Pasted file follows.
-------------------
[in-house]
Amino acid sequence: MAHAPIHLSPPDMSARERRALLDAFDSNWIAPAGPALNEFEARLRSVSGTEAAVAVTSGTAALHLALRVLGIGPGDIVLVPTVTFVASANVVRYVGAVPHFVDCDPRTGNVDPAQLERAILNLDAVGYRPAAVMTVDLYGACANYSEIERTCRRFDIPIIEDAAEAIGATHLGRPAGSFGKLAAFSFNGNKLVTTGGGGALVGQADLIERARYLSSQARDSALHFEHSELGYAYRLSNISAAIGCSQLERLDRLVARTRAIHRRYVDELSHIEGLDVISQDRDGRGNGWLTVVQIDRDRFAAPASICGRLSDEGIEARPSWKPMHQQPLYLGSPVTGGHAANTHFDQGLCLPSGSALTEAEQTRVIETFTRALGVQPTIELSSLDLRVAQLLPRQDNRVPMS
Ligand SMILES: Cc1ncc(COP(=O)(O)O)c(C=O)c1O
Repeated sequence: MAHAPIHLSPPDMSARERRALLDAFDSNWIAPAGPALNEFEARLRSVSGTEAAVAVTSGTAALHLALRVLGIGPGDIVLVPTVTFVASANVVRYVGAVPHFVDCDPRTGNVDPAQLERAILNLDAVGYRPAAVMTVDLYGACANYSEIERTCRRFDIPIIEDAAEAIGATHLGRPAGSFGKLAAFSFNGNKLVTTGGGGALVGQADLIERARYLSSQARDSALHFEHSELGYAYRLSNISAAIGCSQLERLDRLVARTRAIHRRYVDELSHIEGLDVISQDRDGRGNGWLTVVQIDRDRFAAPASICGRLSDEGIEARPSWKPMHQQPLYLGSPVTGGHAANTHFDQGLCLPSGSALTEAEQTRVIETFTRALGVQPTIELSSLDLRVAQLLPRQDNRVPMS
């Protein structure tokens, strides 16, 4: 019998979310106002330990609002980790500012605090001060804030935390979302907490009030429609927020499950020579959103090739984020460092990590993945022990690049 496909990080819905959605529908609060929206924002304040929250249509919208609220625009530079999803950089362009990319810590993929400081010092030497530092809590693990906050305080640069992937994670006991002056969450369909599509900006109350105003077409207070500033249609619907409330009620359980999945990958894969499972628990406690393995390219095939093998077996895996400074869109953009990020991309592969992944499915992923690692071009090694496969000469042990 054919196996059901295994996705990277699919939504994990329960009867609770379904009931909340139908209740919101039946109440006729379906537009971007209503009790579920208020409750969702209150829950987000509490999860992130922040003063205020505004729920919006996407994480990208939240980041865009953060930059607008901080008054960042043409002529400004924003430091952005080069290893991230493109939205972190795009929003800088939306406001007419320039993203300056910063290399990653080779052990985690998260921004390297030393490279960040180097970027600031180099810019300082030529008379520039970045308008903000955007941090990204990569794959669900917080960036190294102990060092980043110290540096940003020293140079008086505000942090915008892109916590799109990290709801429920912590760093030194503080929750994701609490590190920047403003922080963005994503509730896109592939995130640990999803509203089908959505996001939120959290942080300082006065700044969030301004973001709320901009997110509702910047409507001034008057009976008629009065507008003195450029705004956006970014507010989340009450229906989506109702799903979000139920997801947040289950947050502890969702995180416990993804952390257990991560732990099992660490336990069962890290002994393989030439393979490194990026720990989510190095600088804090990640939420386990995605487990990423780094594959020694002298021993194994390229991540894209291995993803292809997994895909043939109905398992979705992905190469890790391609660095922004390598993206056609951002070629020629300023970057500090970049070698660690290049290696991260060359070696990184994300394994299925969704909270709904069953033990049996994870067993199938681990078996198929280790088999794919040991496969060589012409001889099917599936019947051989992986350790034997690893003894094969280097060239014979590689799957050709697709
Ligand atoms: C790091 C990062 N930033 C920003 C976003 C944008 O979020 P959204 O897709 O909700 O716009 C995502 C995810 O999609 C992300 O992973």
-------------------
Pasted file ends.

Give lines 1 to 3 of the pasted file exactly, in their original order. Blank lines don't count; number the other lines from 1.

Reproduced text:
[in-house]
Amino acid sequence: MAHAPIHLSPPDMSARERRALLDAFDSNWIAPAGPALNEFEARLRSVSGTEAAVAVTSGTAALHLALRVLGIGPGDIVLVPTVTFVASANVVRYVGAVPHFVDCDPRTGNVDPAQLERAILNLDAVGYRPAAVMTVDLYGACANYSEIERTCRRFDIPIIEDAAEAIGATHLGRPAGSFGKLAAFSFNGNKLVTTGGGGALVGQADLIERARYLSSQARDSALHFEHSELGYAYRLSNISAAIGCSQLERLDRLVARTRAIHRRYVDELSHIEGLDVISQDRDGRGNGWLTVVQIDRDRFAAPASICGRLSDEGIEARPSWKPMHQQPLYLGSPVTGGHAANTHFDQGLCLPSGSALTEAEQTRVIETFTRALGVQPTIELSSLDLRVAQLLPRQDNRVPMS
Ligand SMILES: Cc1ncc(COP(=O)(O)O)c(C=O)c1O